The video is based on observations of Ceres that were taken from Dawn’s first mapping orbit at an altitude of 8,400 miles (13,600 kilometers), as well as the most recent navigational images taken from 3,200 miles (5,100km).
Data from 80 images are combined into the video. Analysis of overlapping images provided 3-D detail. The vertical dimension is exaggerated by a factor of two in the video.
“We used a three-dimensional terrain model that we had produced based on the images acquired so far,” said Ralf Jaumann of the German Aerospace Center (DLR) in Berlin. “They will become increasingly detailed as the mission progresses, with each additional orbit bringing us closer to the surface.”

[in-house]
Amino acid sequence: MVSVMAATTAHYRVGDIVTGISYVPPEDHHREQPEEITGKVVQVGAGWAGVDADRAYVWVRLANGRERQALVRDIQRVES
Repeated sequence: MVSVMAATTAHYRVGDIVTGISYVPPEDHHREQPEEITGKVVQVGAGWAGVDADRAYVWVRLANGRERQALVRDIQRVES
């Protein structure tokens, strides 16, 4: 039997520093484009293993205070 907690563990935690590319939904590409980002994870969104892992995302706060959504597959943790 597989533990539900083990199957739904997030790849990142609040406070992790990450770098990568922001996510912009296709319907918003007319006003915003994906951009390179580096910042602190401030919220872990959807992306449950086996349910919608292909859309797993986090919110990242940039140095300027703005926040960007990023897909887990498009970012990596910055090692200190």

Dawn entered its second mapping orbit June 3. It will spend the rest of the month observing the dwarf planet from 2,700 miles (4,400km) above its surface. The spacecraft will conduct intensive observations of Ceres, completing orbits of about three days each.
Earlier this year, Dawn made history as the first mission to visit a dwarf planet and the first to orbit two distinct extraterrestrial targets. It studied Vesta, a protoplanet in the main asteroid belt, for 14 months in 2011 and 2012 and arrived at Ceres on March 6, 2015.